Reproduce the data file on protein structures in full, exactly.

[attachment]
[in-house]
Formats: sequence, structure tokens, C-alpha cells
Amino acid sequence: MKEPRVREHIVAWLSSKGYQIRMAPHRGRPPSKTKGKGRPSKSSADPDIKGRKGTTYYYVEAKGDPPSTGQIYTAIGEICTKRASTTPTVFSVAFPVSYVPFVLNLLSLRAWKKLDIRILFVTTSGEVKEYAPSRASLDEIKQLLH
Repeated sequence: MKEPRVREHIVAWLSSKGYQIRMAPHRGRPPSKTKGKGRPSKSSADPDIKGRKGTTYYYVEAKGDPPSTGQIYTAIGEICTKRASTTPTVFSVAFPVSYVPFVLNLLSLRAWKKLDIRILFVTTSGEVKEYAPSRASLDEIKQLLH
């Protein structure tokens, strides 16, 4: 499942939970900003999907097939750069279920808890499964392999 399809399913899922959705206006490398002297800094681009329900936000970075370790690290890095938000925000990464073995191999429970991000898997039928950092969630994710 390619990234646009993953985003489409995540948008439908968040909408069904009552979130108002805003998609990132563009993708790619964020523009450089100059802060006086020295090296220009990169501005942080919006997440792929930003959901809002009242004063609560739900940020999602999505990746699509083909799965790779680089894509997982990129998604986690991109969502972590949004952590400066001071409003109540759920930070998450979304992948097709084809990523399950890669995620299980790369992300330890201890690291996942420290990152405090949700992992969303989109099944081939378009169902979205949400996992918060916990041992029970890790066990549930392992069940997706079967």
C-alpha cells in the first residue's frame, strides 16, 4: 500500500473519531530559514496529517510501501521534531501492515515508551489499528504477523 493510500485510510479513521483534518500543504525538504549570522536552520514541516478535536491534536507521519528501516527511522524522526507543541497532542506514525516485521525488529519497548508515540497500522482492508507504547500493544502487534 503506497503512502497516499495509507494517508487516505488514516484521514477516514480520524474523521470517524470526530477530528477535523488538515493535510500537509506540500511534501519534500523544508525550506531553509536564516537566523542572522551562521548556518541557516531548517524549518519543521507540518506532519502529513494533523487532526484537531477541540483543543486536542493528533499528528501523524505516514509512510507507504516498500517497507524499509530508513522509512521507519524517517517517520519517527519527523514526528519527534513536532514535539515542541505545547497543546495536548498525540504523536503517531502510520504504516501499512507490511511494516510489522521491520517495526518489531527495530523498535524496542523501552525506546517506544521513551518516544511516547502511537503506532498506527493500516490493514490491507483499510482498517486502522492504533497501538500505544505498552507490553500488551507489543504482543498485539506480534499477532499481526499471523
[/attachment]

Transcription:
[in-house]
Formats: sequence, structure tokens, C-alpha cells
Amino acid sequence: MKEPRVREHIVAWLSSKGYQIRMAPHRGRPPSKTKGKGRPSKSSADPDIKGRKGTTYYYVEAKGDPPSTGQIYTAIGEICTKRASTTPTVFSVAFPVSYVPFVLNLLSLRAWKKLDIRILFVTTSGEVKEYAPSRASLDEIKQLLH
Repeated sequence: MKEPRVREHIVAWLSSKGYQIRMAPHRGRPPSKTKGKGRPSKSSADPDIKGRKGTTYYYVEAKGDPPSTGQIYTAIGEICTKRASTTPTVFSVAFPVSYVPFVLNLLSLRAWKKLDIRILFVTTSGEVKEYAPSRASLDEIKQLLH
């Protein structure tokens, strides 16, 4: 499942939970900003999907097939750069279920808890499964392999 399809399913899922959705206006490398002297800094681009329900936000970075370790690290890095938000925000990464073995191999429970991000898997039928950092969630994710 390619990234646009993953985003489409995540948008439908968040909408069904009552979130108002805003998609990132563009993708790619964020523009450089100059802060006086020295090296220009990169501005942080919006997440792929930003959901809002009242004063609560739900940020999602999505990746699509083909799965790779680089894509997982990129998604986690991109969502972590949004952590400066001071409003109540759920930070998450979304992948097709084809990523399950890669995620299980790369992300330890201890690291996942420290990152405090949700992992969303989109099944081939378009169902979205949400996992918060916990041992029970890790066990549930392992069940997706079967």
C-alpha cells in the first residue's frame, strides 16, 4: 500500500473519531530559514496529517510501501521534531501492515515508551489499528504477523 493510500485510510479513521483534518500543504525538504549570522536552520514541516478535536491534536507521519528501516527511522524522526507543541497532542506514525516485521525488529519497548508515540497500522482492508507504547500493544502487534 503506497503512502497516499495509507494517508487516505488514516484521514477516514480520524474523521470517524470526530477530528477535523488538515493535510500537509506540500511534501519534500523544508525550506531553509536564516537566523542572522551562521548556518541557516531548517524549518519543521507540518506532519502529513494533523487532526484537531477541540483543543486536542493528533499528528501523524505516514509512510507507504516498500517497507524499509530508513522509512521507519524517517517517520519517527519527523514526528519527534513536532514535539515542541505545547497543546495536548498525540504523536503517531502510520504504516501499512507490511511494516510489522521491520517495526518489531527495530523498535524496542523501552525506546517506544521513551518516544511516547502511537503506532498506527493500516490493514490491507483499510482498517486502522492504533497501538500505544505498552507490553500488551507489543504482543498485539506480534499477532499481526499471523